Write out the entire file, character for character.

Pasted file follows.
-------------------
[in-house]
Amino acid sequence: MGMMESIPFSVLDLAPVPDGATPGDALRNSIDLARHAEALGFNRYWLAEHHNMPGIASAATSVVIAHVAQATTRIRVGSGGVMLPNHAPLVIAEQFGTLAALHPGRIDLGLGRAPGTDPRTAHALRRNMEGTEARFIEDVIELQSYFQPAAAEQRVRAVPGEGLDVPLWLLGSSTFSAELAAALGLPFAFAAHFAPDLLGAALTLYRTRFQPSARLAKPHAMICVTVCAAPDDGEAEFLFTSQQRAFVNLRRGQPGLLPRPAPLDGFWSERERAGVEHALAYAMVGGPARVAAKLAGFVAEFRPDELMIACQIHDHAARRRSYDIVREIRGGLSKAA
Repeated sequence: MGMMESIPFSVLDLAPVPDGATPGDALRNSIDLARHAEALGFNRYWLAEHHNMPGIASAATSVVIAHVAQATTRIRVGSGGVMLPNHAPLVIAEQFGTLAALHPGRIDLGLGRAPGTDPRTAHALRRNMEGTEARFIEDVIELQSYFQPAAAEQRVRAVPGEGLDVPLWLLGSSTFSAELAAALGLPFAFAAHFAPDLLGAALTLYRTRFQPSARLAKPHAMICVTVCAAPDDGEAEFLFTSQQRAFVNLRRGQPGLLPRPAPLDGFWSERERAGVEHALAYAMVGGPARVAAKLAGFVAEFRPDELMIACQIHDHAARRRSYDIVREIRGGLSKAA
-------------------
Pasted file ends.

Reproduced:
[in-house]
Amino acid sequence: MGMMESIPFSVLDLAPVPDGATPGDALRNSIDLARHAEALGFNRYWLAEHHNMPGIASAATSVVIAHVAQATTRIRVGSGGVMLPNHAPLVIAEQFGTLAALHPGRIDLGLGRAPGTDPRTAHALRRNMEGTEARFIEDVIELQSYFQPAAAEQRVRAVPGEGLDVPLWLLGSSTFSAELAAALGLPFAFAAHFAPDLLGAALTLYRTRFQPSARLAKPHAMICVTVCAAPDDGEAEFLFTSQQRAFVNLRRGQPGLLPRPAPLDGFWSERERAGVEHALAYAMVGGPARVAAKLAGFVAEFRPDELMIACQIHDHAARRRSYDIVREIRGGLSKAA
Repeated sequence: MGMMESIPFSVLDLAPVPDGATPGDALRNSIDLARHAEALGFNRYWLAEHHNMPGIASAATSVVIAHVAQATTRIRVGSGGVMLPNHAPLVIAEQFGTLAALHPGRIDLGLGRAPGTDPRTAHALRRNMEGTEARFIEDVIELQSYFQPAAAEQRVRAVPGEGLDVPLWLLGSSTFSAELAAALGLPFAFAAHFAPDLLGAALTLYRTRFQPSARLAKPHAMICVTVCAAPDDGEAEFLFTSQQRAFVNLRRGQPGLLPRPAPLDGFWSERERAGVEHALAYAMVGGPARVAAKLAGFVAEFRPDELMIACQIHDHAARRRSYDIVREIRGGLSKAA